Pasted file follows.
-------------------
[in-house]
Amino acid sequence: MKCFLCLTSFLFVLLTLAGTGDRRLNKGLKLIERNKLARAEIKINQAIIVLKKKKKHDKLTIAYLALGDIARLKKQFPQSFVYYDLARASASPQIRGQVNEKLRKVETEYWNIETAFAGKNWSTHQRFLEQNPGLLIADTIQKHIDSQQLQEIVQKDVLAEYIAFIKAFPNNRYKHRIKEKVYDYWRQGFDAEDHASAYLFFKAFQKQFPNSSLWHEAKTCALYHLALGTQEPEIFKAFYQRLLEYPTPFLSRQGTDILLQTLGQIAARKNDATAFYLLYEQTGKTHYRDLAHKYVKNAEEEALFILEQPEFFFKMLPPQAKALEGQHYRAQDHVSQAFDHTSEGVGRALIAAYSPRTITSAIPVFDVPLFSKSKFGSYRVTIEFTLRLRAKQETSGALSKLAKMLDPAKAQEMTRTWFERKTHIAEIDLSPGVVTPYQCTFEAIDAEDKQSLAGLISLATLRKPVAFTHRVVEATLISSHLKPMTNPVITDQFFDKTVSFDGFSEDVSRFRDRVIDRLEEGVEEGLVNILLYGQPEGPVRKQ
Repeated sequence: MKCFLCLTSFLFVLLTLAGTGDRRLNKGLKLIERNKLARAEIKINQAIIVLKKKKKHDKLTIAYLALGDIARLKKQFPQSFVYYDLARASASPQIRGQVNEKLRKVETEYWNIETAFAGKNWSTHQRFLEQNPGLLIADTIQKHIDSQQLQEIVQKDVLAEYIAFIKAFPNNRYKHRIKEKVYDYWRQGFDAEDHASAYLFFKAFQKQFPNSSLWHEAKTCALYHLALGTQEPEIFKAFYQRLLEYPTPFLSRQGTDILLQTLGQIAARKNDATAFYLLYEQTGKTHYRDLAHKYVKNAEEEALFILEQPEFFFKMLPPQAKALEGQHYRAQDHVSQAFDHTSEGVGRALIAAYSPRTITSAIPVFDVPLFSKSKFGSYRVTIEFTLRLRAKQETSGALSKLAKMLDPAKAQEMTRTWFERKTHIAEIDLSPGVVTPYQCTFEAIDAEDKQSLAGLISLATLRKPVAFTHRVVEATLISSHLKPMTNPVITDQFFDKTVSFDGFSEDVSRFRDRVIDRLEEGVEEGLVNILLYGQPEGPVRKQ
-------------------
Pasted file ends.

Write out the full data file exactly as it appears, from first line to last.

[in-house]
Amino acid sequence: MKCFLCLTSFLFVLLTLAGTGDRRLNKGLKLIERNKLARAEIKINQAIIVLKKKKKHDKLTIAYLALGDIARLKKQFPQSFVYYDLARASASPQIRGQVNEKLRKVETEYWNIETAFAGKNWSTHQRFLEQNPGLLIADTIQKHIDSQQLQEIVQKDVLAEYIAFIKAFPNNRYKHRIKEKVYDYWRQGFDAEDHASAYLFFKAFQKQFPNSSLWHEAKTCALYHLALGTQEPEIFKAFYQRLLEYPTPFLSRQGTDILLQTLGQIAARKNDATAFYLLYEQTGKTHYRDLAHKYVKNAEEEALFILEQPEFFFKMLPPQAKALEGQHYRAQDHVSQAFDHTSEGVGRALIAAYSPRTITSAIPVFDVPLFSKSKFGSYRVTIEFTLRLRAKQETSGALSKLAKMLDPAKAQEMTRTWFERKTHIAEIDLSPGVVTPYQCTFEAIDAEDKQSLAGLISLATLRKPVAFTHRVVEATLISSHLKPMTNPVITDQFFDKTVSFDGFSEDVSRFRDRVIDRLEEGVEEGLVNILLYGQPEGPVRKQ
Repeated sequence: MKCFLCLTSFLFVLLTLAGTGDRRLNKGLKLIERNKLARAEIKINQAIIVLKKKKKHDKLTIAYLALGDIARLKKQFPQSFVYYDLARASASPQIRGQVNEKLRKVETEYWNIETAFAGKNWSTHQRFLEQNPGLLIADTIQKHIDSQQLQEIVQKDVLAEYIAFIKAFPNNRYKHRIKEKVYDYWRQGFDAEDHASAYLFFKAFQKQFPNSSLWHEAKTCALYHLALGTQEPEIFKAFYQRLLEYPTPFLSRQGTDILLQTLGQIAARKNDATAFYLLYEQTGKTHYRDLAHKYVKNAEEEALFILEQPEFFFKMLPPQAKALEGQHYRAQDHVSQAFDHTSEGVGRALIAAYSPRTITSAIPVFDVPLFSKSKFGSYRVTIEFTLRLRAKQETSGALSKLAKMLDPAKAQEMTRTWFERKTHIAEIDLSPGVVTPYQCTFEAIDAEDKQSLAGLISLATLRKPVAFTHRVVEATLISSHLKPMTNPVITDQFFDKTVSFDGFSEDVSRFRDRVIDRLEEGVEEGLVNILLYGQPEGPVRKQ